Poor password practices and how to change them

When it comes to safeguarding personal information online, many people leave their virtual keys in the front door.

A survey of more than 2,500 people from the United States, United Kingdom and Australia, revealed the most commonly used password-protected sites among consumers are banks (88 percent), personal email accounts (86 percent), and Facebook (72 percent) – all of which are rife with sensitive information.

Among the findings:

  • 4 in 10 respondents shared passwords with at least one person in the past year.
  • Nearly as many people use the same password to log into multiple Web sites, which could expose their information on each of the sites if one of them becomes compromised.
  • Almost half of all users never use special characters (e.g. ! ? & #) in their passwords, a simple technique that makes it more difficult for criminals to guess passwords.
  • 2 in 10 have used a significant date, such as a birth date, or a pet’s name as a password – information that’s often publicly visible on social networks.
  • One-third (35 percent) have 10 or more password-protected accounts. Only 10 percent ensure they never use the same password on different accounts.

Younger people are especially likely to take online security risks. Among 18 to 29 year-olds:

  • 12 percent have shared a password in a text message (vs. 4 percent overall).
  • 30 percent logged into a site requiring a password over public WiFi (vs. 21 percent overall).
  • Over half (54 percent) have shared passwords with one or more people in the past year (vs. 41 percent of people overall).

Half (50 percent) of people feel their passwords are very or extremely secure, yet:

  • 86 percent do not check for a secure connection when accessing sensitive information when using unfamiliar computers.
  • 14 percent never change their banking password.
  • 20 percent have used a significant date in a password.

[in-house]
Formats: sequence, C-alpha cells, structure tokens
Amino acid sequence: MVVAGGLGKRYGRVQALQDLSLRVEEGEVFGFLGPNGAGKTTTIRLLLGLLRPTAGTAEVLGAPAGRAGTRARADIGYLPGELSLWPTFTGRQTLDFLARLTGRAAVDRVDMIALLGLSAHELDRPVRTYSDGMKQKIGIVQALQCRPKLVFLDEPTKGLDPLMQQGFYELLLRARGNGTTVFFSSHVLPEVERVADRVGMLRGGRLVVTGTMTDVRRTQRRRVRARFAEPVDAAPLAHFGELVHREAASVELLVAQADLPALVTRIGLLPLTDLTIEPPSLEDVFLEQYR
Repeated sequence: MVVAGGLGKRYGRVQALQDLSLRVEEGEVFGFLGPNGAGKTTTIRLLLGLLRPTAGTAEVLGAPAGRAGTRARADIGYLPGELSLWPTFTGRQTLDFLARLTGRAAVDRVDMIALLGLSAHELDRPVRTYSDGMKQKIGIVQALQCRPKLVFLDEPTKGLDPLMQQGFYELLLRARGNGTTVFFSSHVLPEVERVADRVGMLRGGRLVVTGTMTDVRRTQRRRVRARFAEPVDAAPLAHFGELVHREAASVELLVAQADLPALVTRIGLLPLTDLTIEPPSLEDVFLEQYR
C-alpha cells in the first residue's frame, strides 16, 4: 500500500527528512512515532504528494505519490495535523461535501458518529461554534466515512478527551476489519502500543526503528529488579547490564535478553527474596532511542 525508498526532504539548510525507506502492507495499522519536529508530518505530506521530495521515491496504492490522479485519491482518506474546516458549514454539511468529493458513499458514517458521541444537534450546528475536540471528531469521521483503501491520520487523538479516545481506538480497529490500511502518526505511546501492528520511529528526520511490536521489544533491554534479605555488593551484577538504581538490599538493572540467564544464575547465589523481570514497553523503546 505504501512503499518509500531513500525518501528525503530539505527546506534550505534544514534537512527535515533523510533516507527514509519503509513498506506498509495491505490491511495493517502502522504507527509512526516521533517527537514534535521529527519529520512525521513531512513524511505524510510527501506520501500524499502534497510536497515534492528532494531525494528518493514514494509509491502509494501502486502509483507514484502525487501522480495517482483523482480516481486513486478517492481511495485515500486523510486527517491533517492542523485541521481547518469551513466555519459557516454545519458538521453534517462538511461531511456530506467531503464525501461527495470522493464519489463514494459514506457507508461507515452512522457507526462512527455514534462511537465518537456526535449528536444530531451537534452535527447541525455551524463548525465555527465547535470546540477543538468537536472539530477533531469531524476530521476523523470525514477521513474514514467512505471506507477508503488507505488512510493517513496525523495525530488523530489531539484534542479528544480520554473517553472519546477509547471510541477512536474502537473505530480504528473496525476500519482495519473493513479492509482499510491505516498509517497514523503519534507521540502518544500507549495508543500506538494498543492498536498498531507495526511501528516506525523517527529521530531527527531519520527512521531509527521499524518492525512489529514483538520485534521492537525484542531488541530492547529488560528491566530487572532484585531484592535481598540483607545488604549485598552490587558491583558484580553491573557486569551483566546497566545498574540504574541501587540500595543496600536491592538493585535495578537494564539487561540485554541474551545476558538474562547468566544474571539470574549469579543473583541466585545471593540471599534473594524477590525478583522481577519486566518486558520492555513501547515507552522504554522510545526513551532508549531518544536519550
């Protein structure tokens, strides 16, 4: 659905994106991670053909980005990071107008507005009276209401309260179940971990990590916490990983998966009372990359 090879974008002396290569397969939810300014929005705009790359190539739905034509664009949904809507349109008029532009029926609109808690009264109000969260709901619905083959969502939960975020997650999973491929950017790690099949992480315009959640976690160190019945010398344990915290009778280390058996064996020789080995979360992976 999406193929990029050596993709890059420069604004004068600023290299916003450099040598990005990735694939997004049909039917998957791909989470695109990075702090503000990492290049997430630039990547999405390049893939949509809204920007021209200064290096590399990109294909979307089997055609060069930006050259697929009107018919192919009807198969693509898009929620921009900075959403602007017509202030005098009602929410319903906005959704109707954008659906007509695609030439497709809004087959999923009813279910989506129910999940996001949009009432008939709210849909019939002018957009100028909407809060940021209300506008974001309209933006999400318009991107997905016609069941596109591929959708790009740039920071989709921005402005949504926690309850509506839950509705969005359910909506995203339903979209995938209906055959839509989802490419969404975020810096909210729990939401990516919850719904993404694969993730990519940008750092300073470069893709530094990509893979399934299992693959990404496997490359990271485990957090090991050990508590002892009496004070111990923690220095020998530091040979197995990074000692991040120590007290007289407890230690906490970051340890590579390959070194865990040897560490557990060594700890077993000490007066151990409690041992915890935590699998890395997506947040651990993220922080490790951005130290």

• And 30 percent remember their passwords by writing them down and hiding them somewhere like a desk drawer.

In addition, poor online password practices put consumers in danger of hacking and identity theft:

  • 41 percent use the same password for multiple accounts.
  • Only 16 percent create passwords with more than 10 characters in length.
  • 4 in 10 people (41 percent) have shared passwords with one or more people in the past year.
  • Almost half of Facebook users (47 percent) use their Facebook password on other accounts and 62 percent of Facebook users never change their password.

What can you do?
The threat experts at Webroot provide the following six Internet safety tips for developing passwords that will keep their information secure:

  • Make your password unique – As a critical line of defense, choose passwords wisely. Incorporate numbers, letters and special characters (such as punctuation marks) to strengthen your password. Form a password using letters, numbers and figures in a memorable sentence.
  • Use one password for one site – Once you’ve created a unique password, use it only for one Web site or one service. If you use the same password everywhere, you open up a gateway to the information stored on each of your password-protected sites if one of them is compromised. In addition, don’t write down passwords and store them for your own recall on a notepad or in a Word document, both of which leaves them vulnerable to prying eyes. For help, use a password management tool.
  • Not sharing is caring – Never share any password with anyone: Not your boss, your best friend, your cousin, your significant other or your spouse. Once a password is out of your control, you don’t know how it will be used. If you’ve shared a password, to regain control of your account change the password.
  • Change your passwords periodically – Change the passwords you use most frequently, and never keep the same password on any account for more than a year even if you rarely use the site. For help, a good password manager feature will remind you when it’s time to switch it up.
  • Say no when browsers offer to save your password – Web site browsers like Firefox and Internet Explorer have a feature which lets users save passwords for later use. The most widely distributed password stealing Trojans, including Zbot and SpyEye, know where to look and how to steal that information if you get infected. This also applies if you use an FTP client.
  • Any account can be valuable to a criminal – Criminals use other people’s identities for many purposes other than draining your bank account. Any old, unused free account on a message board, Web mail service, or social network can be hijacked for fraud. When you plan to quit a service or forum, change your password so criminals can’t use your account for clickfraud, black hat SEO, or to try to convince your friends and family that you’re stuck far from home and need a wire transfer to return.



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